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How Much Money Does it Take to Start a Law Practice?

Q: How much money should I have saved in order to start my own practice?

A: The actual dollar amount can vary from as little as a few thousand dollars to $100,000 or more, depending upon how you live, what kind of practice you start and your tolerance for accumulating debt.

To figure out how much you'll need, calculate a full year of living expenses including debt service (i.e., student loans, car payments, and mortgage), three months of office overhead, and whatever amount you want to invest in office equipment and furnishings. This figure represents your maximum outlay.

Be mindful that different areas of practice and different kinds of clients may require more or less expense. A criminal defense attorney may be able to find an inexpensive office close to the county jail where few other businesses are interested in being located, but a trusts and estates attorney serving wealthy retirees may need to keep an office that is centrally located and therefore much more expensive. Attorneys that work on contingency may need significant resources to cover the costs of litigation in addition to their office expenses until their first successful cases are completed. Attorneys in your area of practice locally may be able to tell you an accurate amount necessary to cover expenses, if they are willing to share that information. Otherwise you will need to generate some estimates.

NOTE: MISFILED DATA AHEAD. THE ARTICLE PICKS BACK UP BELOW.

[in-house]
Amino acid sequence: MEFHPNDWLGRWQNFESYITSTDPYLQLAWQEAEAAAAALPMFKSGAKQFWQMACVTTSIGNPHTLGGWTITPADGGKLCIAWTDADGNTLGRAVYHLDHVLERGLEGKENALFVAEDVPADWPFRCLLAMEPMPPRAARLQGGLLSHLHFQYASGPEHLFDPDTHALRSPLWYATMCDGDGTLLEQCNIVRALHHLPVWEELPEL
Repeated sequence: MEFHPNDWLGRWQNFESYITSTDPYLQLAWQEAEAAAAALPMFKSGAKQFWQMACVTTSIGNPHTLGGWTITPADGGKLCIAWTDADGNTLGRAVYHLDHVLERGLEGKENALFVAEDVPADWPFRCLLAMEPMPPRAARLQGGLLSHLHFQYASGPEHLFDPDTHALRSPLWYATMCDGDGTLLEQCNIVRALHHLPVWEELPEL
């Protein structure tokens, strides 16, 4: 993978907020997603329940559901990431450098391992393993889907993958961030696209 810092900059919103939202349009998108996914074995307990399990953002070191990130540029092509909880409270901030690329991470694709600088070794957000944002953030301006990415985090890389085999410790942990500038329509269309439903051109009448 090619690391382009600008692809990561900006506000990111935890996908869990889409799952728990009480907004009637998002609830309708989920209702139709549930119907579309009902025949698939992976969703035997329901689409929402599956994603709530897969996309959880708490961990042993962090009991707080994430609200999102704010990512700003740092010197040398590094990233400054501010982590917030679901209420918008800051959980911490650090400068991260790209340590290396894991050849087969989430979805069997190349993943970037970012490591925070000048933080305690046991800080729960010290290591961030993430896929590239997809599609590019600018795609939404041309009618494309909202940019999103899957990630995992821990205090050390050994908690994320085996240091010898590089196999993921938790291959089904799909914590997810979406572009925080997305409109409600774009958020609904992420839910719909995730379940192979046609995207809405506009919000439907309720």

This figure can be reduced by considering cost-cutting tactics. Sharing office space with another attorney can reduce expenses significantly. An office-mate practicing in a different area of law can increase traffic for the whole office and you may be able to share marketing expenses, split the cost of some kinds of office equipment, share the expense of a secretary, or refer business to one-another. A more established attorney working in a similar area of practice may be willing to trade office space for services. Drafting documents and making appearances on the behalf of another attorney can become a business in-itself, while also providing valuable legal experience and courtroom exposure.

Another option is to use an office-share service. These businesses will provide you with a desk in the office of a professional building and the use of facilities as well as an answering and postal service, though these rentals sometimes limit the number of hours you can use the office in a month. On the other hand, such services sometimes permit the use of multiple facilities, which can allow you to meet with clients and test several markets before investing in more permanent space.

You can then reduce the amount you'll need to accumulate by the fees you expect to generate from clients you will be taking with you and other certain sources of income (like your spouse's). Otherwise, assume you'll bring in no money for three months and that you'll break even (just covering office overhead) the first year. (That, of course, assumes you have a marketing plan in place to bring clients to your office.)

If the sum you need to put away seems impossible, you can finance your foray into self-employment. Some lawyers arrange for a line of credit secured by their home before they leave their job. Others obtain a bank line of credit to set up their new businesses. Still others accept several credit card offers and live off plastic. This last option should be avoided if possible since high interest debt can keep your business from becoming profitable.

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